Audi RS Avant megatest: the greatest fast Audi estate cars head-to-head

We bring together the very best Audi RS Avants to celebrate 30 years of quattro-equipped fast estate cars

There were fast cars, and there were estate cars, but there were no truly fast estate cars before Audi and Porsche got together and unleashed the RS 2 Avant upon the world in 1994.

In the same year, the Channel Tunnel was opened by The Queen, while McLaren unveiled the mighty F1 which, by the way, the four-wheel-drive, 311bhp RS 2 could out-accelerate – up to about 38mph...

During the 29 years that have followed, Audi has crafted the RS Avant into a breed of its own, creating a car-culture unlike any other in motoring. Along the way there have been numerous versions to choose from boasting different powertrains, all of them four wheel-drive, each of them

eye-wateringly quick. Some have been good, some have bordered on genius, while others haven’t been so memorable.

Here we’ve chosen what we believe to be the seven most significant RS estates from the last three decades, starting of course with the RS 2. From there we go straight to the first RS 4 from 1999 (codenamed B5), boasting what was back then a thoroughly outrageous 375bhp from its Cosworth-modified 2.7-litre twin-turbo V6.

Then we jump forwards to the first RS 6 (the C5) and on to the second RS 4, the endlessly magnificent B7, the first RS estate car not to use a turbocharged engine. The second such example was the C6 RS 6, which warrants its place here not because it’s one of the greats, far from it, but because it’s powered by a 572bhp V10 that also appeared in the back of a Lamborghini. It was, and remains, arguably the most outrageous RS estate of all.

Then again, anyone who’s driven or merely set eyes upon the latest RS 6 – the cartoonishly fierce Performance model with its 597bhp 4.0-litre twin-turbo V8 and vast wheelarches – might think otherwise. Either way, to round things off we have the latest RS 4 Competition, a limited-edition version of an already great car that could be the best of the lot.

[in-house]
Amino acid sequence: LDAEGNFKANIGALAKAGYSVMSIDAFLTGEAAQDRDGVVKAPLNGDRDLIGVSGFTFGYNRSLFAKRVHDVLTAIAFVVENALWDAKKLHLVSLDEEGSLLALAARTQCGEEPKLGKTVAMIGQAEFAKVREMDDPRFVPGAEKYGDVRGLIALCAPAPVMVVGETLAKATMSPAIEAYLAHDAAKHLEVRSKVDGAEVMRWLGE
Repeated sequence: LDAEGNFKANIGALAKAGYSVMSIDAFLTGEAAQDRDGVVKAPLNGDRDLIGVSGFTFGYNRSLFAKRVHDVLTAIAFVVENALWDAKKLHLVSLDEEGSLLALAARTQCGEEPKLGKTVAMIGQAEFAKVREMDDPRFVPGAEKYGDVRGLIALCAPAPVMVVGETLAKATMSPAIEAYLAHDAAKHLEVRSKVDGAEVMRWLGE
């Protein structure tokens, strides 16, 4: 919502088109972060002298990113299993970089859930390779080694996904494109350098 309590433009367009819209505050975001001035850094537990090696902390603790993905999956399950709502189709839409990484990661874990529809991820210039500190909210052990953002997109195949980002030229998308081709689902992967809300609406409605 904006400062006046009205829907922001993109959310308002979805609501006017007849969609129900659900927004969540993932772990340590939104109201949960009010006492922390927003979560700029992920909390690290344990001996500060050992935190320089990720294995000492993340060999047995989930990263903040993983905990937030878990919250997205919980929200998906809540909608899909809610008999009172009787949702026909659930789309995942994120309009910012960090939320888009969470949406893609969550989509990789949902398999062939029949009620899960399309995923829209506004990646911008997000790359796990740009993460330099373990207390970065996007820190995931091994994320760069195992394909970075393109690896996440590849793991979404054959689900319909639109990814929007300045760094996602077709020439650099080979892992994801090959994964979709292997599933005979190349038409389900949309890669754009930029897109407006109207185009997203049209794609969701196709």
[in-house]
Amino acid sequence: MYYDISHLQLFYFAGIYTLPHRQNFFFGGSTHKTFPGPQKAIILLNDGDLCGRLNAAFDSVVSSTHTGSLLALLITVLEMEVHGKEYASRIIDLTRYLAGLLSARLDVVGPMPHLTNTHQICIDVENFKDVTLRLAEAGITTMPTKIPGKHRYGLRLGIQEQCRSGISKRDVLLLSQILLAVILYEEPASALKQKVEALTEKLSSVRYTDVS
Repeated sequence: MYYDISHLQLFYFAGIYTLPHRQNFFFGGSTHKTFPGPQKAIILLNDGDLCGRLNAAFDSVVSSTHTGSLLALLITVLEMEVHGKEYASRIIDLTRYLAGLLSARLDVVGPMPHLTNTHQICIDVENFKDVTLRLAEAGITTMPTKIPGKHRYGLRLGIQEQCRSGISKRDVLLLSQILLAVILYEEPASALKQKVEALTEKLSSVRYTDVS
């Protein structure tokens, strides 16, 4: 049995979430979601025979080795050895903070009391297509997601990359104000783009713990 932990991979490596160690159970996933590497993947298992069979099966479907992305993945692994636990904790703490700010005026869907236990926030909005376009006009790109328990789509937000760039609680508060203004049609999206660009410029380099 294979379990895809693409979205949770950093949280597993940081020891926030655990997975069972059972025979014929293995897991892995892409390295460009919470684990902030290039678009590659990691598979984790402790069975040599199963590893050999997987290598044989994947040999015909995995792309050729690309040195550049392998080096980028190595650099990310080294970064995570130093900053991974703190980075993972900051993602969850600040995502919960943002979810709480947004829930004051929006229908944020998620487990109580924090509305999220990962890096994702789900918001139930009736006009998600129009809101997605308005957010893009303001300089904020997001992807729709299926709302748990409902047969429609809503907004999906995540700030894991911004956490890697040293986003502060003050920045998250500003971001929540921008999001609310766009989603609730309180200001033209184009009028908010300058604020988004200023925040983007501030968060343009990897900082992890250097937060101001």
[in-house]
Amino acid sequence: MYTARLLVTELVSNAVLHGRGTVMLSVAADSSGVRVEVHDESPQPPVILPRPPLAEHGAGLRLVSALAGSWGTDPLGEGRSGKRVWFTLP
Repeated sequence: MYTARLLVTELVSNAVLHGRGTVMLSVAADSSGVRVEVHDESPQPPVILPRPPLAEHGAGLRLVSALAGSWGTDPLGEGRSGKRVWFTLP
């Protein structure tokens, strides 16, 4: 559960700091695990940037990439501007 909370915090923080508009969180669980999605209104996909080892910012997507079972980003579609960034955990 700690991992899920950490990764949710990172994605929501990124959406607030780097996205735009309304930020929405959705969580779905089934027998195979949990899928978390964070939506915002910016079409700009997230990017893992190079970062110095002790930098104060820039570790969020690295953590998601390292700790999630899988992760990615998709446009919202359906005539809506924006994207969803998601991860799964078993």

There’s only one way to find out, as they say…

Audi RS 2

Model:Audi RS 2 Avant
Engine:2.2-litre 5cyl turbo petrol
0-62mph:5.4 seconds
Top speed:163mph
Gearbox:Six-speed manual

The RS 2 was a complete madman of a car when it appeared in 1994. I know because I helped conduct one of the first ever road tests on it back in the day, and for an estate car (for any car) it was mind-bendingly rapid.

Its 2.2-litre, five-cylinder turbocharged engine contained all sorts of technology that had been developed by Audi’s motorsport division, boosting its power to a whopping 311bhp and torque to 409Nm at just 3,000rpm. Its four-wheel-drive chassis was partially set up by Porsche to deliver maximum purchase near the limit, and featured not only a central differential, but also one at the rear, which could be adjusted manually inside the cockpit for extra driveability. The interior was almost Bauhaus sparse for a road car and contained two high-set bucket seats and some arresting white dials, but not a lot else in terms of luxuries.

It wasn’t the most delicate car to drive, the overall emphasis being on grip and the delivery of huge power to the road rather than fingertip finesse, but that didn’t matter. Where it counted, the RS 2 delivered, and then some.

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Externally it was distinguished by its Nogaro blue paint and a quartet of beautiful 17-inch Porsche Carrera Cup wheels. It looked mean and menacing back then, but today it appears almost dainty beside its bigger, altogether more brutal looking successors.

It still feels properly quick, though, does the RS 2, with a torque wave that doesn’t do much until about 3,000rpm but then comes with a rush from thereon after. At its peak, between 4,000-5,000rpm, the RS 2 still goes like a rocket, which it should do, given how outrageous it felt in 1994.

The steering feels less numb today than it did back then somehow, maybe because we’ve got used to less feelsome electric power steering systems. But what hasn’t changed is the firm ride, the eye-popping traction from the car’s still-clever all-wheel drive system, or the rousing soundtrack from the five-cylinder turbo engine.

The RS 2 looks a bit puny when lined up beside its more modern contemporaries, but to drive it feels every inch as exciting as it once did. You can’t say that for many cars that are three decades old.

Audi RS 4 (B5)

Model:Audi RS 4 Avant (B5)
Engine:2.7-litre V6 twin-turbo petrol
0-62mph:4.9 seconds
Top speed:155mph (limited)
Gearbox:Six-speed manual

The very first RS 4 (codenamed the B5) was damned with faint praise when it appeared right at the end of the last century. Commentators at the time liked the way it looked, loved the way it was built and had nothing but wide-eyed admiration for the way it went in a straight line.

Thanks to its Cosworth-modified 2.7-litre twin-turbo V6 engine, it produced a thumping 375bhp and 440Nm between just 2,500rpm-6,000rpm, which was enough to catapult it from 0-62mph in less than five seconds and make mincemeat out of most full-blown sports cars back in the day. It was also a great-looking car, with blistered wheelarches front and rear, all four of which were filled perfectly by a set of gorgeous 18-inch alloy wheels.